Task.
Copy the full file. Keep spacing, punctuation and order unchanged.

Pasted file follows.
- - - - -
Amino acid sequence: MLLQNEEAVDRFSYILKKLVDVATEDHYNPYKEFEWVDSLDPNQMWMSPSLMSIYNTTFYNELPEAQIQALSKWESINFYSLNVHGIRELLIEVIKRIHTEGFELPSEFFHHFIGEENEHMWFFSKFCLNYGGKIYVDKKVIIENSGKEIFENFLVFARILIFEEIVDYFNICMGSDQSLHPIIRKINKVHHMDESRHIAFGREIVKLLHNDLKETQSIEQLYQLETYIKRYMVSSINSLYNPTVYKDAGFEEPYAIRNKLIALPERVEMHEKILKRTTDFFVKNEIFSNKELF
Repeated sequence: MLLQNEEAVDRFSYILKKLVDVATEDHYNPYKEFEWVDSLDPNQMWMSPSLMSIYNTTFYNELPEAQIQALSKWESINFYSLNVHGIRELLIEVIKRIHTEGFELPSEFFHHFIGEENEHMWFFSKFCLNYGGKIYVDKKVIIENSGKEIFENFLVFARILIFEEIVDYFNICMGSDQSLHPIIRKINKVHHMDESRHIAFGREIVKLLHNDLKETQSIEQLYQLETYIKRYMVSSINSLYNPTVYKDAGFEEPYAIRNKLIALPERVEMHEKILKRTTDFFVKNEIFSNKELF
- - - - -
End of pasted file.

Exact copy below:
Amino acid sequence: MLLQNEEAVDRFSYILKKLVDVATEDHYNPYKEFEWVDSLDPNQMWMSPSLMSIYNTTFYNELPEAQIQALSKWESINFYSLNVHGIRELLIEVIKRIHTEGFELPSEFFHHFIGEENEHMWFFSKFCLNYGGKIYVDKKVIIENSGKEIFENFLVFARILIFEEIVDYFNICMGSDQSLHPIIRKINKVHHMDESRHIAFGREIVKLLHNDLKETQSIEQLYQLETYIKRYMVSSINSLYNPTVYKDAGFEEPYAIRNKLIALPERVEMHEKILKRTTDFFVKNEIFSNKELF
Repeated sequence: MLLQNEEAVDRFSYILKKLVDVATEDHYNPYKEFEWVDSLDPNQMWMSPSLMSIYNTTFYNELPEAQIQALSKWESINFYSLNVHGIRELLIEVIKRIHTEGFELPSEFFHHFIGEENEHMWFFSKFCLNYGGKIYVDKKVIIENSGKEIFENFLVFARILIFEEIVDYFNICMGSDQSLHPIIRKINKVHHMDESRHIAFGREIVKLLHNDLKETQSIEQLYQLETYIKRYMVSSINSLYNPTVYKDAGFEEPYAIRNKLIALPERVEMHEKILKRTTDFFVKNEIFSNKELF